At each site, all species of vascular plant and bryophyte were identified and their fractional cover estimated in 200 5 × 5 cm adjacent quadrats along a 10-m transect running north to south. Quadrats were defined in a horizontal plane and cover was estimated with the ‘any-part’ system (Williamson, 2003). Nomenclature follows Stace (1999) and Hill (1992). The bog dome transect showed marked fine-scale hummock–hollow topography typical of an intact raised bog, with a low canopy of the dwarf shrubs Calluna vulgaris, Erica tetralix and Andromeda polifolia and the peat moss species Sphagnum capillifolium and S. magellanicum dominant on hummocks and S. tenellum and S. papillosum on lawns. The bog margin transect showed less marked hummock–hollow topography and a mixture of S. papillosum, S. magellanicum and S. tenellum under a low canopy of E. tetralix and C. vulgaris.
Measurement of surface depth to water table
The laser-scanning method used to determine the bog surface height above the water table has been described in detail elsewhere (Anderson, Bennie & Wetherelt 2010a) and is summarized briefly here.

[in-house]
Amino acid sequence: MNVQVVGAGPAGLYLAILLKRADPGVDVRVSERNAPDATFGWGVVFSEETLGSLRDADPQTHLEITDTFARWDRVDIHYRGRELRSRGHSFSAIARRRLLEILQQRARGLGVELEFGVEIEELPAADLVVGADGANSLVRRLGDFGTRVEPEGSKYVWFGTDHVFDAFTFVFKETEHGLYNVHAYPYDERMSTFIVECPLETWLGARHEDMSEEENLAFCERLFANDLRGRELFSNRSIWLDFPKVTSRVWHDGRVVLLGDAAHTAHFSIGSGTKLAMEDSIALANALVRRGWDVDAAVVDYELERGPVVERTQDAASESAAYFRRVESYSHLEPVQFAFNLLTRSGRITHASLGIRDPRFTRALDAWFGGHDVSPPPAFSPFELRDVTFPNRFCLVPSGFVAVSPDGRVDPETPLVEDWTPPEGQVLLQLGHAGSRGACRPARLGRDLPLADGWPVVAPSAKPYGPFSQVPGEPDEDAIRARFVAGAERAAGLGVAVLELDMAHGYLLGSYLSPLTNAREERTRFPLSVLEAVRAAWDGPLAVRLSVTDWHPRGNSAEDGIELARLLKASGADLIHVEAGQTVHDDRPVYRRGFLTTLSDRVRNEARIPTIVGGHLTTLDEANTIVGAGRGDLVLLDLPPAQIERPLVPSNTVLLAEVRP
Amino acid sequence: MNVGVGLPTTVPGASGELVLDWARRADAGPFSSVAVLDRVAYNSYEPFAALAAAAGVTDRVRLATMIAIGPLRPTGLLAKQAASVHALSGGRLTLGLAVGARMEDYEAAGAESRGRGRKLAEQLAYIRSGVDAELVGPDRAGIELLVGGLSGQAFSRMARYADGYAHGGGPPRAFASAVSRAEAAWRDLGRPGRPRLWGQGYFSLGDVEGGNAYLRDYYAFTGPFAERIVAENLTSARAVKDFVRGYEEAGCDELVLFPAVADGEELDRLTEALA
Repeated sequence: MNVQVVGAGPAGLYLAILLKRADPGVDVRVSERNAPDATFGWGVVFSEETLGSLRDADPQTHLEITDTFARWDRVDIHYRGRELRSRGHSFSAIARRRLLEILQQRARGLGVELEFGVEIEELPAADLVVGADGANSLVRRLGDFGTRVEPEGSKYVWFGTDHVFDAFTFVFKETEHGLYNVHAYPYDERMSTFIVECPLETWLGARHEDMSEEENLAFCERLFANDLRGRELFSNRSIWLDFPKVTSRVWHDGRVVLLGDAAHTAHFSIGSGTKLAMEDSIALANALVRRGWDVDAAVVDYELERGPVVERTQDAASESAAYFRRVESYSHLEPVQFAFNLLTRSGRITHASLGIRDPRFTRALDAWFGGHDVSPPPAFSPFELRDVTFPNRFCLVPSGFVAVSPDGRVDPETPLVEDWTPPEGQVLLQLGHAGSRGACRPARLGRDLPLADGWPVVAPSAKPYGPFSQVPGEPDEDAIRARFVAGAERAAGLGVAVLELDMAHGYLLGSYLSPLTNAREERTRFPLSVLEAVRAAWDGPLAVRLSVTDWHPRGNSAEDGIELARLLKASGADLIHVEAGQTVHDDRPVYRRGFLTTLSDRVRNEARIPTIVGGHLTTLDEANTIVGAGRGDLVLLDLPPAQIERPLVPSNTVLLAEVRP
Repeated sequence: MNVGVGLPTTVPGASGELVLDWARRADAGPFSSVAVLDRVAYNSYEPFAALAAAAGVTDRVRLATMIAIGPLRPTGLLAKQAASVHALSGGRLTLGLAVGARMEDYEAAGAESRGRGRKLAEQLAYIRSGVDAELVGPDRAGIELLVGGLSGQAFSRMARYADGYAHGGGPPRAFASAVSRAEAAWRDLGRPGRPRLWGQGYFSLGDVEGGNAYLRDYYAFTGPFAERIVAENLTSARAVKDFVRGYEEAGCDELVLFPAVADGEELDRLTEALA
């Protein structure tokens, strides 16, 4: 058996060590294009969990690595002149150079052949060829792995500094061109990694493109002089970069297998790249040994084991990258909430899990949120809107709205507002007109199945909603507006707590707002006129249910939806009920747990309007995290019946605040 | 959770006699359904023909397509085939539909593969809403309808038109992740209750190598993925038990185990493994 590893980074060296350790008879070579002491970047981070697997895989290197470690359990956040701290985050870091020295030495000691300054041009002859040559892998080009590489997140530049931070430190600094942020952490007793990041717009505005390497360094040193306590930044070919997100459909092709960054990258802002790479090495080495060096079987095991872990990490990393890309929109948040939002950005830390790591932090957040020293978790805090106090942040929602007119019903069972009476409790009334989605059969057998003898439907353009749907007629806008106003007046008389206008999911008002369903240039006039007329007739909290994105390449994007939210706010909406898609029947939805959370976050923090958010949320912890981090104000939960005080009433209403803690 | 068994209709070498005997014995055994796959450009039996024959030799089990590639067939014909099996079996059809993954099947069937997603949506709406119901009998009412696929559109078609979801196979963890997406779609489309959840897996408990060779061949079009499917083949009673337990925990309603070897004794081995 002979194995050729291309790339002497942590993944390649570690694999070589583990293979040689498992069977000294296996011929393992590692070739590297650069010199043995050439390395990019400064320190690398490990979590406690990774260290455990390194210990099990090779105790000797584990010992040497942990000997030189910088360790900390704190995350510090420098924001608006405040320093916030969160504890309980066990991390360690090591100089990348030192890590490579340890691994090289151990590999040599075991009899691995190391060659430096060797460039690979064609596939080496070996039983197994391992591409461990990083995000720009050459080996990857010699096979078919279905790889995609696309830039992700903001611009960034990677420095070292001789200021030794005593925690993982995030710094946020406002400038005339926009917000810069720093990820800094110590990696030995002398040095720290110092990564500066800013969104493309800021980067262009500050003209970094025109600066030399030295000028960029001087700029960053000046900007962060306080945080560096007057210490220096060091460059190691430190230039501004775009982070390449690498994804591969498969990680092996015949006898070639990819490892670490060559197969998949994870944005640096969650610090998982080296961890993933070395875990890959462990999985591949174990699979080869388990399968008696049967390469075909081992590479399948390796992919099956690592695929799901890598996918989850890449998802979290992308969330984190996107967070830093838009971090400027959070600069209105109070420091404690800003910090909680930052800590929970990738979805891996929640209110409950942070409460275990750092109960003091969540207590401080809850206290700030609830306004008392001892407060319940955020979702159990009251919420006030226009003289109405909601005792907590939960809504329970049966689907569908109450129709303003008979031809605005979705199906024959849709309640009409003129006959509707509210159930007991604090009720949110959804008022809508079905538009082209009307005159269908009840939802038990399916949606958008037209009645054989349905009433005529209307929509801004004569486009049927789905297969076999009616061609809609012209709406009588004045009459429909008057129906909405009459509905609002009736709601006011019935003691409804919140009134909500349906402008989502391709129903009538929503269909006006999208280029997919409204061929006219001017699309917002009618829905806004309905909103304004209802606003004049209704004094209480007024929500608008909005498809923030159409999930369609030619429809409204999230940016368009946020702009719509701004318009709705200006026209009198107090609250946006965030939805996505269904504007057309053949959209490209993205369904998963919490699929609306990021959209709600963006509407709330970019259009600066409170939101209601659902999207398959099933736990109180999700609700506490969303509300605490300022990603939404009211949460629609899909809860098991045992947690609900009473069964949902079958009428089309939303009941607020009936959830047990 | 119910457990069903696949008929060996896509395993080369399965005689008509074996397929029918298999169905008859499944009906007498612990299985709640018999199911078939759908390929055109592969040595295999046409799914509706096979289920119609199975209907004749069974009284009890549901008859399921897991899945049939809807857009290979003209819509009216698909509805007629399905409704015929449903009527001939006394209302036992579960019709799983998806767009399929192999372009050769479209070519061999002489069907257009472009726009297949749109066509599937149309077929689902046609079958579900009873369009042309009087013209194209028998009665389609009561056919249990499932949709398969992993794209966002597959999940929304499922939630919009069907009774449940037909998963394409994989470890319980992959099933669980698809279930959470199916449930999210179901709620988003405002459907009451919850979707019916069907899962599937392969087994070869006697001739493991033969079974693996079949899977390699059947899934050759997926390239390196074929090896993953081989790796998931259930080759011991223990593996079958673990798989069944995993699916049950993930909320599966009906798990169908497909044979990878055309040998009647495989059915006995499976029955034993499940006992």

At the mid-point of each transect a hydrological dipwell with a barometric pressure sensor was installed in March 2008. At each site, the depth to water table was calculated relative to the dipwell cap, whose horizontal and vertical location was determined from a differential global positioning system (DGPS) survey. This allowed water table depth to be expressed relative to other surveyed points in the vicinity. In order to accurately measure the height above the water table along the transect, fine-scale microtopographic data describing the peatland surface structure were collected using a close-range laser scanner (HDS3000; Leica Geosystems, San Ramon, CA, USA). The scanner tripod was elevated above the peatland surface on the flat-bed trailer of a tracked vehicle, with an instrument height of c. 3.5 m above the surface. At each test site scans were taken from three different viewpoints, towards a 10-m diameter region of interest centred on the dipwell (Fig. 3).